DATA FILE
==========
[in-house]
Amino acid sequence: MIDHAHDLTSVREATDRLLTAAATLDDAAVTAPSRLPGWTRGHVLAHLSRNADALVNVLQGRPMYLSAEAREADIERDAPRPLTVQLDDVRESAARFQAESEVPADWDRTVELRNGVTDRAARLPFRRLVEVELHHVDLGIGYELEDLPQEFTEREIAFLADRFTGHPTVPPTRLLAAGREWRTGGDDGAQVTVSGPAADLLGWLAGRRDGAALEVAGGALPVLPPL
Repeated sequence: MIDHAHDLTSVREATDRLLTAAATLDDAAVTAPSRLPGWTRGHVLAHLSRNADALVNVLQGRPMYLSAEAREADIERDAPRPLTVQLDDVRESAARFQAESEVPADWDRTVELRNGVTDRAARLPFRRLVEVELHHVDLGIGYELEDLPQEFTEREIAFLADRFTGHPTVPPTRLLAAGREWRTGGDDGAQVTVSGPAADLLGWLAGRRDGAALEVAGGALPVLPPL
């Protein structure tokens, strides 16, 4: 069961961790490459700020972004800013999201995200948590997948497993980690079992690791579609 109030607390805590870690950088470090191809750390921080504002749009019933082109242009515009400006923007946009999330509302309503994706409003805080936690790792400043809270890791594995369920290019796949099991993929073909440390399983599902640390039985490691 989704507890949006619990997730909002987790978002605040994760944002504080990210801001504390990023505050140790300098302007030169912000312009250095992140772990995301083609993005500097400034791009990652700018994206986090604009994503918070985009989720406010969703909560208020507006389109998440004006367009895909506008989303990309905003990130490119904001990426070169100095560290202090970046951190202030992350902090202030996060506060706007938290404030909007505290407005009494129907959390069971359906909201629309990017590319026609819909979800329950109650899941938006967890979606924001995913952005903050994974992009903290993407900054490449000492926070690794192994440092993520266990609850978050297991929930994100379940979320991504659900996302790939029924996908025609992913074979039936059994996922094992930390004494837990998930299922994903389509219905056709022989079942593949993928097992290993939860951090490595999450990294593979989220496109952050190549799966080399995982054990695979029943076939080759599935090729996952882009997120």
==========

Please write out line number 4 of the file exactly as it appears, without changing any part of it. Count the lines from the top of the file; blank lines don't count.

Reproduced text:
């Protein structure tokens, strides 16, 4: 069961961790490459700020972004800013999201995200948590997948497993980690079992690791579609 109030607390805590870690950088470090191809750390921080504002749009019933082109242009515009400006923007946009999330509302309503994706409003805080936690790792400043809270890791594995369920290019796949099991993929073909440390399983599902640390039985490691 989704507890949006619990997730909002987790978002605040994760944002504080990210801001504390990023505050140790300098302007030169912000312009250095992140772990995301083609993005500097400034791009990652700018994206986090604009994503918070985009989720406010969703909560208020507006389109998440004006367009895909506008989303990309905003990130490119904001990426070169100095560290202090970046951190202030992350902090202030996060506060706007938290404030909007505290407005009494129907959390069971359906909201629309990017590319026609819909979800329950109650899941938006967890979606924001995913952005903050994974992009903290993407900054490449000492926070690794192994440092993520266990609850978050297991929930994100379940979320991504659900996302790939029924996908025609992913074979039936059994996922094992930390004494837990998930299922994903389509219905056709022989079942593949993928097992290993939860951090490595999450990294593979989220496109952050190549799966080399995982054990695979029943076939080759599935090729996952882009997120």